How to Develop Leaders That Boost Results

Welcome to our car wash, otherwise known as leadership development training. We’re going to hose you down and dry you off over the course of the day.

Topics we’re covering during this training include critical thinking, achieving success through people, coaching from a distance, collaboration skills, team creativity, coaching as a virtual team, non-verbal communication, managing change, listening, building trust, project management, and giving and receiving feedback.

Then we’ll buff you up and send you back to your respective areas to pose as some of the best leaders in business today. Everybody ready?

OK. This isn’t real. But it’s only a slight exaggeration of how leaders are “trained” in many companies. I call it car wash training because it rarely sticks. It doesn’t improve business results. It adds little to no value. Consequently, it’s a waste of money.

Technologies, products and economies constantly change. According to Noel Tichy, author of the book, The Leadership Engine, to get ahead and stay ahead, companies need agile, flexible, innovative leaders who can anticipate change and respond to new realities swiftly.

I’ve consulted to some leadership engines; companies that Tichy describes as possessing a proven system for creating dynamic leaders at every level. General Electric, IBM, 3M, Procter & Gamble and Dow Chemical are leadership engines because they’ve figured out how to routinely recognize and develop the best leaders. They have formal leadership development processes. Senior and middle leaders are filled internally. They’re frequently recruited by other companies.

And they share a common system for building great leaders, which features:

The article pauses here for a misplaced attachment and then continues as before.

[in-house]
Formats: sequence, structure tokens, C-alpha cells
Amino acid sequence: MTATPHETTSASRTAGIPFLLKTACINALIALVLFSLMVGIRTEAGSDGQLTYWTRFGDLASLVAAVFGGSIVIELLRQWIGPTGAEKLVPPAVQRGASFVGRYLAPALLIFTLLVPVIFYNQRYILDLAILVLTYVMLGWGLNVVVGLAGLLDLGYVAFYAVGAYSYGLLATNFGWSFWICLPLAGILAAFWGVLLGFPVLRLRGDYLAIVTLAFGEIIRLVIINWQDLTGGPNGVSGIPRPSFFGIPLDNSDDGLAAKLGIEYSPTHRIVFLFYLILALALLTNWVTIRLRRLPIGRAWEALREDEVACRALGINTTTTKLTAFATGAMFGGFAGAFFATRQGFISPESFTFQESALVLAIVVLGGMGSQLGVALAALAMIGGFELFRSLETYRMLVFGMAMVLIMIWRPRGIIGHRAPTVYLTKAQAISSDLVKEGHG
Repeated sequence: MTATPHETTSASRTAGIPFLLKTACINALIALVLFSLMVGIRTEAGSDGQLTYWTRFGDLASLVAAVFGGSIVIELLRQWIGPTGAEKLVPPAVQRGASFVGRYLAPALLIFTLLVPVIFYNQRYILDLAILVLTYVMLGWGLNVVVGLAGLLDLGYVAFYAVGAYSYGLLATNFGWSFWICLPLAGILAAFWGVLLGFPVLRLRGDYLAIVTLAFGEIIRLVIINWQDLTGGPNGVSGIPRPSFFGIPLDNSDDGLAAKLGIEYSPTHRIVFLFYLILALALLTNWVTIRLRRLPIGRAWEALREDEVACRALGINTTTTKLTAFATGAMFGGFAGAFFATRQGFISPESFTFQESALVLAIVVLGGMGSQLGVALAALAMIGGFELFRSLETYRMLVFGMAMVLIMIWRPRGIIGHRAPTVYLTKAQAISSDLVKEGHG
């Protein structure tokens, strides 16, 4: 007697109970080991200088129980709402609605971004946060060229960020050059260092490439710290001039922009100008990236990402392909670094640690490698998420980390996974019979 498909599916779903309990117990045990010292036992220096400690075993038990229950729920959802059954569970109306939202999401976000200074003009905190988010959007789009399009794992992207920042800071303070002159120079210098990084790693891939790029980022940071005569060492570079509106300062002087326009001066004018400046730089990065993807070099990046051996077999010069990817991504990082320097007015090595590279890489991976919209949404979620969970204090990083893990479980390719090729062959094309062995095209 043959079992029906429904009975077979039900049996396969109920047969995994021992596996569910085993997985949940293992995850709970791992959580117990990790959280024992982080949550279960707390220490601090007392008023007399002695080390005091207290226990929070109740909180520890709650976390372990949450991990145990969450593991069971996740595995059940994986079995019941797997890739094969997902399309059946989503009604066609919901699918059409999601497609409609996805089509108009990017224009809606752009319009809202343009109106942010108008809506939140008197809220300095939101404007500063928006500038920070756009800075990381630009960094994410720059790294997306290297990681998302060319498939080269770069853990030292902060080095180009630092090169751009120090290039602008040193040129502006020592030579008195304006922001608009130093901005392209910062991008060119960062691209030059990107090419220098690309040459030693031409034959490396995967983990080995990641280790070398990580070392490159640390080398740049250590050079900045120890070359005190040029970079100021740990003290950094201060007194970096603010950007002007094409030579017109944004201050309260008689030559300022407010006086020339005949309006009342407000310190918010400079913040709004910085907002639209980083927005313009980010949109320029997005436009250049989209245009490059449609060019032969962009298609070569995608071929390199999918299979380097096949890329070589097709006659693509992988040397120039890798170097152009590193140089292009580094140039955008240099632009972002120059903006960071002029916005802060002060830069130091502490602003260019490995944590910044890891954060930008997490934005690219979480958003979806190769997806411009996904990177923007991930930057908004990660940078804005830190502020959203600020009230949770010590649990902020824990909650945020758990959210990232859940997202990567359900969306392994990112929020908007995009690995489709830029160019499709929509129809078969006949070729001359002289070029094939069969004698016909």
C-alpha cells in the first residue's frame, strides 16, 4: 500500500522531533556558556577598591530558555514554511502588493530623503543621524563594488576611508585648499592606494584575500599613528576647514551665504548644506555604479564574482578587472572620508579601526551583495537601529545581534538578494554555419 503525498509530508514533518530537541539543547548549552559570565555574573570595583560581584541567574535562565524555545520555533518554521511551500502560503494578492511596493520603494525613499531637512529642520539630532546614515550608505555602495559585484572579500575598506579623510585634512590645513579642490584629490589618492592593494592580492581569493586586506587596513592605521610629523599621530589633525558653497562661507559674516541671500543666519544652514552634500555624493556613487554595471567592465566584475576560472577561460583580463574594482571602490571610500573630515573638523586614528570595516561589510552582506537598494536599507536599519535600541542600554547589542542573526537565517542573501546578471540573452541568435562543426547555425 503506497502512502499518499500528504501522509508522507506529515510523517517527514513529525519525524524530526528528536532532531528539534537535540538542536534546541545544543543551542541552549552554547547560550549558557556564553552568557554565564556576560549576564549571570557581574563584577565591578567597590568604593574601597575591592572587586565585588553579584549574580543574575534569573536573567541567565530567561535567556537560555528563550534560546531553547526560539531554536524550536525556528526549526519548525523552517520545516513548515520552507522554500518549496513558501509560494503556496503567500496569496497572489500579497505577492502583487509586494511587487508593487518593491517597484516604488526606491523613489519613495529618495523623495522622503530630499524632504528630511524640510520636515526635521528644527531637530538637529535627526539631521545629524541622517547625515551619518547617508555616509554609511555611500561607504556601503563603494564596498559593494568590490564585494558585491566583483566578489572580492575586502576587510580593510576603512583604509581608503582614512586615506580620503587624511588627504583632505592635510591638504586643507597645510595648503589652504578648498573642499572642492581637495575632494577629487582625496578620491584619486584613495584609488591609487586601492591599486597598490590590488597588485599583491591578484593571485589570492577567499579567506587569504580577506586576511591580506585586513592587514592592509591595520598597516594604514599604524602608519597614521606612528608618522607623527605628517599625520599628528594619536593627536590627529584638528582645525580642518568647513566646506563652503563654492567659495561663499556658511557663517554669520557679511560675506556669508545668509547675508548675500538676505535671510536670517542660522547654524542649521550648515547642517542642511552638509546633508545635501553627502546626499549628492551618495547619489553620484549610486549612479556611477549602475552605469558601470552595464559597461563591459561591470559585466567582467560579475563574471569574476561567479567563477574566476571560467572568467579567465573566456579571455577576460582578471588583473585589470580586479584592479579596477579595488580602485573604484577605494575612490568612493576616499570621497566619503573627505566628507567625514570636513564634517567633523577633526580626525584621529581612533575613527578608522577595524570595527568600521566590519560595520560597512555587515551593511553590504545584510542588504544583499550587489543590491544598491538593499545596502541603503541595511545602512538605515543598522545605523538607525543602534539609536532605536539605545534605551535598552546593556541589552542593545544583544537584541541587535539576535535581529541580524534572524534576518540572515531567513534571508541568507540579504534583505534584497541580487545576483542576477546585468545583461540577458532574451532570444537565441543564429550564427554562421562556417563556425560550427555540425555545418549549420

• Clear expectations of leaders
  • A rigorous assessment process
  • Focused leadership development based on assessment gaps and opportunities to improve business results
  • Accountability for results—including incentive compensation.

Here’s an example of one way we helped a client’s leadership team implement this system.

Step One:
Demonstrate to senior leadership team what impact they have on the entire communication system so they can better understand how to use it. The three main sources of information in any organization are leaders—what they say and what they do—systems and processes such as measurement, reward and recognition systems, and formal communication channels such as town hall meetings and newsletters.   Leaders have the biggest impact.

Step Two:
Create clear communication expectations among the leadership team. Our client reached agreement on five expectations they believe were critical to them and to leaders throughout their company.
Here are their expectations of each other:

  • Communicate a clear, shared vision, strategy and goals that set high expectations.
  • Build a culture of continuous improvement.
  • Collaborate among people, departments and disciplines to accelerate innovation and superior results.
  • Select and nurture the best people for their roles.
  • Provide people with the resources they need to put customers front and center of everything we do.

Step Three:
Conduct an assessment. We helped each leader create an improvement plan that they shared with their colleagues. The leaders helped each other strengthen their skills and knowledge around the expectations. This, in turn, helped improve operating and financial performance. My role was to facilitate the leadership team’s process, drawing on best practices from other leaders who’ve gone through similar experiences.

Step Four:
Align the reward system to expectations. The team identified two performance categories—financial improvement and people improvement. We were asked to attend their weekly team meetings and provide counsel to individual team members as they requested it. Over time, the team’s scores improved as we conducted follow-up assessments. In the end, the system produced a high performing team.

The big success was the launch of a new product into a global marketplace three months sooner than they had originally planned.

In the words of the team leader, “They came together as a team because they began communicating better with each other. They got their own teams on board and working together better than they had before. Together their energy was more directed than prior to following the practices of a leadership engine.”

Key Takeaway: Leadership development must be a planned, ongoing process that includes clear expectations, ongoing assessment, learning focused on creating improved business results and accountability tied to their reward system. Anything less is to some extent toothless.

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